Government establishes new national telephone counselling service to help reduce domestic violence and sexual assault
Australians who have experienced, or are at risk of, physical or sexual violence will have access to a new national telephone counselling service.
Minister for the Status of Women, Tanya Plibersek, said the Australian Government would provide $12.5 million over four years to establish the new counselling service from October this year. The free service will be available 24 hours, 7 days a week.
Professionally qualified, specialist counsellors will staff the new service to deliver improved support to victims and their families. The service will complement existing State and Territory domestic violence and sexual assault services.
“Nearly one in three Australian women experience physical violence and almost one in five women experience sexual violence,” Ms Plibersek said.
“The new service will provide a ‘first door’ to victims in need of professional support and can be accessed from anywhere in Australia.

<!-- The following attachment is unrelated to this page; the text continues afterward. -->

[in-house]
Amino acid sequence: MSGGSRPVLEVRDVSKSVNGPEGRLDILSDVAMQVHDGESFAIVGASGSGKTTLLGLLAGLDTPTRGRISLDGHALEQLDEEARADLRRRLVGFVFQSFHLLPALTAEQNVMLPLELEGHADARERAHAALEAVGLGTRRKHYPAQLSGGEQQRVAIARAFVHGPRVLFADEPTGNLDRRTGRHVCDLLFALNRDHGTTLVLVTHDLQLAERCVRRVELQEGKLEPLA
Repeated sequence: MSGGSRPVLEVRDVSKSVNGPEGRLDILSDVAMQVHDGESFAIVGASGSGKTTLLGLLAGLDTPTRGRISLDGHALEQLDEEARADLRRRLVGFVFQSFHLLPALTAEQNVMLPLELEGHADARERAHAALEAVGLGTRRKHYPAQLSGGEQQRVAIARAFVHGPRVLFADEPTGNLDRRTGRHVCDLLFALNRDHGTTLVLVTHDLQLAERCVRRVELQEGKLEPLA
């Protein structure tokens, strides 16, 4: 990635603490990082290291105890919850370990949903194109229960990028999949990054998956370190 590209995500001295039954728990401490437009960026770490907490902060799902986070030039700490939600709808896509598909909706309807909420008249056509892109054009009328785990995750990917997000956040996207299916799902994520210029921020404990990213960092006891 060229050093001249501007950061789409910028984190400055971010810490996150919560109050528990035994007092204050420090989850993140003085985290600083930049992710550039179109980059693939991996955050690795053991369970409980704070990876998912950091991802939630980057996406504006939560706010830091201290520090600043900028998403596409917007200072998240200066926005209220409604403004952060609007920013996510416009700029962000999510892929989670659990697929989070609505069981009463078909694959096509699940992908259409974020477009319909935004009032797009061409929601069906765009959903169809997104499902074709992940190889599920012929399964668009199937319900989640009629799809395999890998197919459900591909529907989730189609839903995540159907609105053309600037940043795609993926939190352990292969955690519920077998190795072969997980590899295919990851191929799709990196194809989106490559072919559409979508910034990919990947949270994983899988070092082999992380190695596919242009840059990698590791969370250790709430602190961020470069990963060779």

“We want to ensure that all Australians who have experienced or are at risk of violence to have access to professional support and information about where to pursue further help.
Medibank Health Solutions will be funded by the Government to provide professional, technical and business support.
Formerly McKesson Asia-Pacific, Medibank Health Solutions has a demonstrated history of operating and managing national telephone counselling and support services in a range of different fields including mental health and health care.
The Government has required as part of the service contract that Medibank Health Solutions sub-contract expertise from the domestic violence and sexual assault sector to ensure that the specialised counselling, information and advice meets best practice standards.
Medibank Health Solutions is currently in discussion with the New South Wales Rape Crisis Centre, a specialist sexual violence crisis and trauma counselling service, to deliver counselling.
The implementation of the service will be overseen by an advisory board, which will be made up of experts from the family, domestic, and sexual violence sector.
The Advisory Board will be tasked with monitoring and evaluating the helpline to ensure it is delivering a top quality and appropriate service to victims.
The new service will support the National Plan to Reduce Violence against Women and their Children, which is in final stages of development.
The new helpline is expected to be operational by the end of 2010.